Bailing Water and Plugging Holes

When the ship’s taking on water, bailing is important, but plugging holes is essential.

Don’t let urgency distract you from necessity.

Accept, acknowledge, and act:

  1. Complaining without bailing water or plugging holes makes you deadweight.
  2. Pretending it’s smooth sailing, when the ship’s taking on water, makes you untrustworthy. Leaders shout, “We’re sinking when the ship’s taking on water.”
  3. Alert the crew with confidence, not desperation. “We can do this,” is better than, “We’re SINKING.”
  4. Keep one eye on the horizon. Neglecting the future exhausts the crew and exasperates management. The crew needs a future beyond bailing water.
  5. Make changes. ‘More of the same’ isn’t the answer when the ship’s taking on water.


The captain’s job – when the ship’s taking on water – goes beyond current urgency.

  1. Notice progress even if it’s slow. Progress gives energy. Bailing water without progress drains the crew.
  2. Give daily updates. Control the message or the crew will make one up and it won’t be good.
  3. Seek feedback on your performance and input from the crew. “What’s working?” “What could be better?”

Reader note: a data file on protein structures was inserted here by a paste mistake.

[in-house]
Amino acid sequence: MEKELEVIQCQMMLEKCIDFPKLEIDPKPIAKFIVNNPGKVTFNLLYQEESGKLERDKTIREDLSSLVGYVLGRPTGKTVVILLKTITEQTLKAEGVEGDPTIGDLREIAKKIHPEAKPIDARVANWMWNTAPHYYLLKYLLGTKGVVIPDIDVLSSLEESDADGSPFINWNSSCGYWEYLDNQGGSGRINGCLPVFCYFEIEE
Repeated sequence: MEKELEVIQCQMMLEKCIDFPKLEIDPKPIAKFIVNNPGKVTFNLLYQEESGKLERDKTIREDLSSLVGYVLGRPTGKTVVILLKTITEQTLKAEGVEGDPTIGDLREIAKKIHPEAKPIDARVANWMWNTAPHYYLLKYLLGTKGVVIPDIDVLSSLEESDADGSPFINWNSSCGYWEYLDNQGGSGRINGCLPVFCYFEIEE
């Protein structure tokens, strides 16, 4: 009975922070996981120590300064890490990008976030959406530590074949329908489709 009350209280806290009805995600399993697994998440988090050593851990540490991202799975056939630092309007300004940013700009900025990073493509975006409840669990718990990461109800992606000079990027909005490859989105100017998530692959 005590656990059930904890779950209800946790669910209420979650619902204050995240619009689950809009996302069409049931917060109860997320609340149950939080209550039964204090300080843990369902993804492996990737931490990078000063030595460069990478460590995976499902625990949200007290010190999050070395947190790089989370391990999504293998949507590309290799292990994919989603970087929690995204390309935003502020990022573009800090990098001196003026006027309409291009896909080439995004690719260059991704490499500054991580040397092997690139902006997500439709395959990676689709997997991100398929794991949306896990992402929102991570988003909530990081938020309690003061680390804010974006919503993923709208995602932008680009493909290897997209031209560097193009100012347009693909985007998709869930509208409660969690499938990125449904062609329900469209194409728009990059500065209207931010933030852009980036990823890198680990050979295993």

4. Realign the crew. Some are better at bailing water than others.
  5. Continue development. Pour into the crew if you expect them to pour out for you. Development is investment, not expense.
  6. Throw deadweight overboard. The rest of the crew will cheer.
  7. Stay positive. Express confidence. Smile. Keep repeating:
    • “I’m counting on you.”
    • “I believe in you.”
    • “If we keep working hard, I believe we’ll get through this.”

Embrace the challenge. Calm seas make you weak, dull, and boring. After a few weeks of smooth sailing, the greatness in you shrivels.

Tip: Keep pouring into yourself, even when the ship’s taking on water. You can’t get anything from an empty cup.

How might leaders attend to urgencies and necessities at the same time?

When is it time to get a new ship?